Two Poems by M.Z. Hopkins

A History of Wonder

I am seven
My first aware of this spring
almost-summer dream
Short, and standing in my big blue house’s shadow
I French kiss the dirt
I taste every mineral,
every root
My gums are tight, my teeth rough
I lick the iron in my molars
and those roots flourish within me
They entangle in my aorta
I find it hard to breathe
Yet I, myself, feel free
Feeling flowers bloom from every bronchiole
There is a trunk growing from me
I catch every fresh-born petal falling in spring
A twig of twinkle,
a sprig of a lovelace wind deity
And I lift my face from the grass–
stains of green on my cheek
There are chloroplasts in my corneas
I can finally see
I take a step back
the rake sinks into my heel
Achilles begs for mercy
But I focus solely on the backyard twinkle tree
standing high above me
It weaves and bobs in the wind
The sky begins to rain
A puddle forms at my boots
and in the little crater created by me

Ten years later I am seventeen
I have since gone through many more seasons
Taller now, but still standing in my blue house’s shadow,
stare down at an abrupt stump
of what was once the backyard twinkle tree
I lay on my back
I feel every root that has grown outward through me
My heart pounds, every beat a rustle of that tree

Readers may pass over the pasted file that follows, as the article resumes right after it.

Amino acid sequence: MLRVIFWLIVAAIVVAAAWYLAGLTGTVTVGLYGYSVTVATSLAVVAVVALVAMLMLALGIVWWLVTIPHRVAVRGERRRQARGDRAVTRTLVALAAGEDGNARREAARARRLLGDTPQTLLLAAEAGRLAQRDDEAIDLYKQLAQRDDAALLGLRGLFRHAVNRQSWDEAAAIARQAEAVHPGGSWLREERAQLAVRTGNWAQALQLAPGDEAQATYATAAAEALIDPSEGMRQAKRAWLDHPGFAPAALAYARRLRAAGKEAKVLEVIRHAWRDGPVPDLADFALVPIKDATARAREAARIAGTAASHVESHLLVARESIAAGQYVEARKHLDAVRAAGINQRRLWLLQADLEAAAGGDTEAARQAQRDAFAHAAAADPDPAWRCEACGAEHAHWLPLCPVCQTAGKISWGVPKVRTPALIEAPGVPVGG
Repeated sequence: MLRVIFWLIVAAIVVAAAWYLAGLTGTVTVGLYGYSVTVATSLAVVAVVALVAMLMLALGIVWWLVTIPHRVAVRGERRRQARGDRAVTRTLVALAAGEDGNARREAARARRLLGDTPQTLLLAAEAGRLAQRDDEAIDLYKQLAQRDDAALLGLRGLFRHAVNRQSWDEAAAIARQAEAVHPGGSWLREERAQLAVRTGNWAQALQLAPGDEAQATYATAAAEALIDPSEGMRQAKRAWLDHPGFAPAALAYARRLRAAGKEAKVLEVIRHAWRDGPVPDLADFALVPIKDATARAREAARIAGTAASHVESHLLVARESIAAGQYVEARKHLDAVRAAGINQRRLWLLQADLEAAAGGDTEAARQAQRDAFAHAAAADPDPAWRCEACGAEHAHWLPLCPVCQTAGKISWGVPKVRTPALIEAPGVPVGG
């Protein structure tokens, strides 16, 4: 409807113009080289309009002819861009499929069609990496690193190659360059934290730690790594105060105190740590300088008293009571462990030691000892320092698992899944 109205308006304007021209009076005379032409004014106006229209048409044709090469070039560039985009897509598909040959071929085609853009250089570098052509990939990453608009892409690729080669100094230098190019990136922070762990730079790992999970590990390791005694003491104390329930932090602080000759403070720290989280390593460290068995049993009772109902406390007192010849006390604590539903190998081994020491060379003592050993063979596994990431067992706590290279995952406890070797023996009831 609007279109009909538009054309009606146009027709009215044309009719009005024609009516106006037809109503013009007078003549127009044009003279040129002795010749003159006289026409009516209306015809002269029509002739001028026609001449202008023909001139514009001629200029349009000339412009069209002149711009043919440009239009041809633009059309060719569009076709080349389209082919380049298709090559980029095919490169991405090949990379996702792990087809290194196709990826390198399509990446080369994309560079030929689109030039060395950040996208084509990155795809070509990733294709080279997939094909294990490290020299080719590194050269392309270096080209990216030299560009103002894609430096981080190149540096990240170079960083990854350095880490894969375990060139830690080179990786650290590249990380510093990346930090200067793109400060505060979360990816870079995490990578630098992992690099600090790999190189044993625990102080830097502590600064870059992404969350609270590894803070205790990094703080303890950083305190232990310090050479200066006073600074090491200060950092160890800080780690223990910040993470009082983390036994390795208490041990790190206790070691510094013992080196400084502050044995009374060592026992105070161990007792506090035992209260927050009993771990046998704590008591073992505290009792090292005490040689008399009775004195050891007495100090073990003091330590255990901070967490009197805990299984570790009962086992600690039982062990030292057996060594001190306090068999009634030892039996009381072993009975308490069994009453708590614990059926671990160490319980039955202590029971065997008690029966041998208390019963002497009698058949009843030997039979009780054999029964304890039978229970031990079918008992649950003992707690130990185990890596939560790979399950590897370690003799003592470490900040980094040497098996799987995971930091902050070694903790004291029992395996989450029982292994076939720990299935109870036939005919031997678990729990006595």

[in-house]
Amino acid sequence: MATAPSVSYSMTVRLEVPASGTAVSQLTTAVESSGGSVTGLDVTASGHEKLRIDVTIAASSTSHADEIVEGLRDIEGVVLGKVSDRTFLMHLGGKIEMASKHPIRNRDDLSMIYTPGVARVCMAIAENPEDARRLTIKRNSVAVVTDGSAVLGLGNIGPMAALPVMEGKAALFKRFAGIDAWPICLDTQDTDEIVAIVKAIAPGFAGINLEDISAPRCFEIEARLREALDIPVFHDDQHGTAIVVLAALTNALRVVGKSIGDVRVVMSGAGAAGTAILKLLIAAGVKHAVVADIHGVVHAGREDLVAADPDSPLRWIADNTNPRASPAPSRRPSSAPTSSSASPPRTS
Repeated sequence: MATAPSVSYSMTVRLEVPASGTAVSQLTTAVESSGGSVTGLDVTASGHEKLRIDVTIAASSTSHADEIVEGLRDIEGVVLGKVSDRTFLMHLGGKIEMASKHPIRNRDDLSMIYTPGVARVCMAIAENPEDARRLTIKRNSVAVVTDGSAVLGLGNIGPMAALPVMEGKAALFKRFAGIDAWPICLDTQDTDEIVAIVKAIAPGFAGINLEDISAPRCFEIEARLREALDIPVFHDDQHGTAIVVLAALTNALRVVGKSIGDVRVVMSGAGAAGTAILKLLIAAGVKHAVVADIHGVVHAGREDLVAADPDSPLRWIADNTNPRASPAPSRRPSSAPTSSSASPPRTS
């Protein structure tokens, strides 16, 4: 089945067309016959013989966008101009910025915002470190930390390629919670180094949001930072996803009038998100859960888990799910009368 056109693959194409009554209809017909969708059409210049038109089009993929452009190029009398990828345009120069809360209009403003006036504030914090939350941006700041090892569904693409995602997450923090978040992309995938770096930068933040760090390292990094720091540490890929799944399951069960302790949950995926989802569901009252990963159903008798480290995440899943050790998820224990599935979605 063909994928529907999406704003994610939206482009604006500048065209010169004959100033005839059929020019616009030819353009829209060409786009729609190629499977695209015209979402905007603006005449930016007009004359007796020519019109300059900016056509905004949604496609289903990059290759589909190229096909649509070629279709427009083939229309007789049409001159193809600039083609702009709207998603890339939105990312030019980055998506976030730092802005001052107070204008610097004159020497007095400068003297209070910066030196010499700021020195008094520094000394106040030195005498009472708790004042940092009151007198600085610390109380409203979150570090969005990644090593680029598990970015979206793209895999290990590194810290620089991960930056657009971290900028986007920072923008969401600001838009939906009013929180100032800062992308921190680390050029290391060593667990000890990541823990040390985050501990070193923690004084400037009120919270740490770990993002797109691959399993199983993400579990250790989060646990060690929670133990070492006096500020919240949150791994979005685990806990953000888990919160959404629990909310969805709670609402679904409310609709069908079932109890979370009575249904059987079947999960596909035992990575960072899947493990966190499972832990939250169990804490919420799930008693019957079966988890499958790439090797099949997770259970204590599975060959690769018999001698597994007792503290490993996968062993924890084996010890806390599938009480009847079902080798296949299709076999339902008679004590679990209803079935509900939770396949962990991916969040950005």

The bronchiole blossoms have since peeled off from winter
There are still its flowers, leaves, babies, littered on the grass–
babies born to the current cold freeze
I rub my hand across the bump
and in the distance hear the breeze deity’s wind song
I look at the scar at the back of my heel
It is grayed out like clouds
and phloem spirals in the dead woods
The hot spike of the rusted rake
warms me, my Achilles, and my memory
of the tall what-once-was
Its words hum within me,
echoing through every blade of dead, brown grass
The winter cries snowflake tears
and I wonder what could have become of the twinkle tree

The history of Wonder is
“A feeling of surprise
mingled with admiration,
caused by something beautiful,
unexpected, unfamiliar, inexplicable”
“Desire or be curious
to know something”
Ponder, think about,
meditate, reflect, ask
“Feel doubt”
That dead, brown grass
Old English wundor,
Wundrian of Germanic origin;
related to Dutch wonder
and German Wunder,
of unknown ultimate origin
The what-once-was twinkle tree

Goodbye Mother

My feet are walking
I’m wandering
if I’m the one moving them,
I’m wondering
The soy strands lean toward me

I don’t know what I’ll do when my mother is gone
I’ll want to ask her
I want to ask her
how can I get through this
how will I get through this

And I can’t.
Because my mother will be gone.

I was here,
waiting for you
I am sticky with sweat
My limbs float up
I am filled with summer air

Go home
Take a rest
Don’t be scared
She is there
waiting for me

You’re not dead yet
I won’t let you be dead yet

I wonder if
I’m just talking to myself

It’s all earth and dust
There is no grass around this house
We stir our tea
We are silent for awhile

M.Z. Hopkins is a Creative Writing major and currently a junior at New England College. Fun fact: He is actually an omnipotent being on the Henniker Review. He has multiple pets whom he refers to as “his rats,” but really they are two Yorkshire Terriers named Lexi and Piper, one Ragdoll cat named Junie, a dinosaur-aged rabbit named Chip, and two algae eater fish named Penelope and Patricia.

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